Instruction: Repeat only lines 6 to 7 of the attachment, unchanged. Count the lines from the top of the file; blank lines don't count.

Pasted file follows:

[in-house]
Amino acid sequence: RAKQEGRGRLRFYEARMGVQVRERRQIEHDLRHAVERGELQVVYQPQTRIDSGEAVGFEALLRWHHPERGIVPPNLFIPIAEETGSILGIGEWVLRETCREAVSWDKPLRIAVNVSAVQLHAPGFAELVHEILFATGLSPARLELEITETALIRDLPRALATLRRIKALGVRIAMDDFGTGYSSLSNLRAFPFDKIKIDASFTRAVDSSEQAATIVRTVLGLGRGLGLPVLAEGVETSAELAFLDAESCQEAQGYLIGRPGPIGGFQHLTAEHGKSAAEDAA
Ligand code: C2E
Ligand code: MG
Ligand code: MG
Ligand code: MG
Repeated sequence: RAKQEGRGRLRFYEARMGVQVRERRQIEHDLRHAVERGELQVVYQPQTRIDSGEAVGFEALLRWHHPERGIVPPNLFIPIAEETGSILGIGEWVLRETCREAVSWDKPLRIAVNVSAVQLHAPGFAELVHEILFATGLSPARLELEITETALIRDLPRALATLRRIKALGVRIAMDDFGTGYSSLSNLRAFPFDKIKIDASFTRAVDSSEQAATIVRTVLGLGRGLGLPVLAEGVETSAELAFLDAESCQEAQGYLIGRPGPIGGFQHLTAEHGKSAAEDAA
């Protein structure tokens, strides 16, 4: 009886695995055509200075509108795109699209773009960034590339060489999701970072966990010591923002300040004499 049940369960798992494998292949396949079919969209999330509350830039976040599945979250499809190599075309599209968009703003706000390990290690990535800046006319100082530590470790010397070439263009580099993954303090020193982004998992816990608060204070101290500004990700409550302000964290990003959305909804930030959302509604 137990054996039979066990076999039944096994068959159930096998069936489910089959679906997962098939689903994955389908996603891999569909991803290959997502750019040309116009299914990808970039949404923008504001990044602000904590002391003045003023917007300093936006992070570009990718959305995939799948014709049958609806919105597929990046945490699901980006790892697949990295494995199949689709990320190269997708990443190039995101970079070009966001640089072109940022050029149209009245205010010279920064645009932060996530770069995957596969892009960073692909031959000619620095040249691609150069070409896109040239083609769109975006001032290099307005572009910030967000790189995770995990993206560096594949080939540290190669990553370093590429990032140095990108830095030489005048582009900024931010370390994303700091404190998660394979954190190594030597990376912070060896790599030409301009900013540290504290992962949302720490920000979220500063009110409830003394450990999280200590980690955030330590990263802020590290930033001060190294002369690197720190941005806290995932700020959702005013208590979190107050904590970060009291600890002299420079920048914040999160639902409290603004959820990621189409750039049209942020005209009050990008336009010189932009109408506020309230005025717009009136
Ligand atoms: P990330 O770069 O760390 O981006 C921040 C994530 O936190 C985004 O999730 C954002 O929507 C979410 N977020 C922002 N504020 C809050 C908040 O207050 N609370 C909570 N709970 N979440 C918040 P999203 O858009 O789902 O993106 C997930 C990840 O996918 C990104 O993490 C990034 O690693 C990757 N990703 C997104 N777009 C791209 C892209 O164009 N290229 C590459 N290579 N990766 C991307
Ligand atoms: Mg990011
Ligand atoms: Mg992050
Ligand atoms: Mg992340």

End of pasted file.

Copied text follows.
Ligand code: MG
Repeated sequence: RAKQEGRGRLRFYEARMGVQVRERRQIEHDLRHAVERGELQVVYQPQTRIDSGEAVGFEALLRWHHPERGIVPPNLFIPIAEETGSILGIGEWVLRETCREAVSWDKPLRIAVNVSAVQLHAPGFAELVHEILFATGLSPARLELEITETALIRDLPRALATLRRIKALGVRIAMDDFGTGYSSLSNLRAFPFDKIKIDASFTRAVDSSEQAATIVRTVLGLGRGLGLPVLAEGVETSAELAFLDAESCQEAQGYLIGRPGPIGGFQHLTAEHGKSAAEDAA